Scan Magazine | Special Theme | Visit Greenland – Business Special
– in Ilulissat, Aasiaat, Sisimiut, Nuuk and Qaqortoq. As a starting point, take two of the island’s unique social challenges. Firstly, there are no interlinking roads between towns and settlements. Materials, resources and people largely move around Greenland by boat or plane. “So if you’re young and living in a smaller town without a college, then you have to move, and it’s expensive to get home. You don’t just go home for the weekend,” explains Lennert. Secondly, the dropout rate at Greenlandic colleges is high. Around 60 per cent of the population has no education beyond secondary school, and national statistics recorded in 2020 revealed that 32 per cent of 16 to 25-year-olds eligible to work were neither in school, nor employed. Berger elaborates: “You’re picked up at the airport and parked in front of a door to a college room and told, ‘that’s where you’re going to live – there’s a bathroom, kitchen and bed’, then the door is closed, and the welcome party leaves.” Some of these students come from families of eight children. “So how do you think that goes?” asks Lennert. “It can be very lonely.” Socially conscious architecture To combat this, TNT Nuuk puts the social needs of the students at the forefront of
their design. “A huge focus was to create meeting points – a shared kitchen to learn to cook, shared lounges to watch handball, and to move away from the conventional long-corridor dorm format, which is very isolating,” says Helena. “We’re trying to create something that’s not just an institution but a home, where you’re part of a community. You make friends, maybe fall in love.”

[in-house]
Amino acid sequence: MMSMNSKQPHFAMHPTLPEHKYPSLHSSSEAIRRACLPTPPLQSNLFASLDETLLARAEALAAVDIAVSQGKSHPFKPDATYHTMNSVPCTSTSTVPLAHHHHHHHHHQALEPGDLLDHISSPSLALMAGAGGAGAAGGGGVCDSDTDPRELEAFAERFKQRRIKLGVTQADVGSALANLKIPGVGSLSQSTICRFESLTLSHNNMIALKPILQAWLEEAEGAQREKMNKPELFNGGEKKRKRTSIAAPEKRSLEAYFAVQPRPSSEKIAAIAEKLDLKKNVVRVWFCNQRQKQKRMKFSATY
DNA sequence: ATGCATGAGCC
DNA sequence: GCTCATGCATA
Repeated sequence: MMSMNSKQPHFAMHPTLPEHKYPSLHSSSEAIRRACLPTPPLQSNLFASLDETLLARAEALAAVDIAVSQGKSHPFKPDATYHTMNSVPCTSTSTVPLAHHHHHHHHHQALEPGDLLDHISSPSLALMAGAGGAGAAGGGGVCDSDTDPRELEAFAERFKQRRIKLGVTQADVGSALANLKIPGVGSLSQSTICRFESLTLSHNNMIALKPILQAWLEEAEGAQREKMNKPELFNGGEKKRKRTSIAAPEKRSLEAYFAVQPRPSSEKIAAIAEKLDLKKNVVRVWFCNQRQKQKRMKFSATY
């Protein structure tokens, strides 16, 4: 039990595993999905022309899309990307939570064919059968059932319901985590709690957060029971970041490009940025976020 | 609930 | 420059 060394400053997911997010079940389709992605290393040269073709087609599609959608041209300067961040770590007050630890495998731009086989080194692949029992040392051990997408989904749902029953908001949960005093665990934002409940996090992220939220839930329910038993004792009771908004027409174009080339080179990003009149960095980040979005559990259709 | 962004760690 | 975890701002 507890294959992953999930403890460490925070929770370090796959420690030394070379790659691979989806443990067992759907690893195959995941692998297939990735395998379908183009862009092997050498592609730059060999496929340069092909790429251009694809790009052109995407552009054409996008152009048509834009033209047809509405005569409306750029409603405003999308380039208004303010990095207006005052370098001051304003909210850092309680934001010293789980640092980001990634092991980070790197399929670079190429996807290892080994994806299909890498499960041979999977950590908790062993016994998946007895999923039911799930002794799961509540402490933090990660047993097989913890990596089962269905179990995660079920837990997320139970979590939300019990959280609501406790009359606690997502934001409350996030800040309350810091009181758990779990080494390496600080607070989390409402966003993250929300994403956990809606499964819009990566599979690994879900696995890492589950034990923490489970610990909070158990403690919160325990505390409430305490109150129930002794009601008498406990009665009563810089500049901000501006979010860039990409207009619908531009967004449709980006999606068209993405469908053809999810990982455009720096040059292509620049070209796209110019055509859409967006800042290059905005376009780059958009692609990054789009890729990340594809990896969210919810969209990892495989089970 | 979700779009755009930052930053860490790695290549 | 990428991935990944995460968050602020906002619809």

is divided into five brightly coloured, individual buildings, each with the same monolithic form as a typical Greenlandic family home. The result is playful and understated – a homogenous institution that resembles a toybox settlement. “Because Greenland is all small, red houses, we don’t just want to build big bricks to put people in that don’t suit the environment,” says Lennert.
The result is a flexible network of four different dormitory types, which house combinations of individuals, small families, pairs and group collectives, and which can be adapted to any one of the five Greenlandic cities, and beyond.
Form and function But TNT Nuuk’s projects are about more than function. Reconciling the aesthetic traditions of Greenland with architectural innovation, the studio rebuilt the dilapidated Atuarfik Mathias Storch school on a mountain slope in Ilulissat. The school is designed as a cross with four lengths that converge at a central meeting point, and features a broken, angled roof. Aside from being highly resilient, the intersecting roofs help to break down the scale of the otherwise large building, so that it relates elegantly to the surrounding landscape. Meeqqerivik, a day care centre in Tasiilaq, is another example. The site
“The climate is another thing we contend with,” says Berger. “In the north, the climate is milder; we don’t have those big storms and downpours. It’s extreme here in Nuuk, so the biggest problem is to ensure the building is weather-tight. It can get down to minus 20 degrees sometimes, so we have to make sure every construction can be adequately heated, with no thermal bridges.” But TNT Nuuk’s biggest challenge may be yet to come. In the battle against climate change, The Green Transition is the maxim of every modern government – not least Greenland’s, which has recently announced intentions to join the Paris agreement. Concurrently, the energy costs of ocean freight and air transport are garnering increasing criticism. “But all our building materials, apart from concrete, are imported by ship,” says Lennert. “In Denmark, concrete is looked down upon because it’s not environmentally friendly, but in Greenland it’s all we have locally. We have stone and sand. So it’s cement we have to use.” It’s a challenge that’s uniquely complex for island nations, but one that TNT Nuuk faces with enthusiasm. “We have to look at the variables we can change instead of just doing what we’ve always done. It’s about asking what we ourselves can contribute to the wider cause, and that’s exciting. How can we do more to protect the environment?” Greenland’s building boom
College housing in Aasiaat.
114 | Issue 137 | December 2021
It’s a timely question. Greenland is in the midst of a grand-scale development. Two new airports are being constructed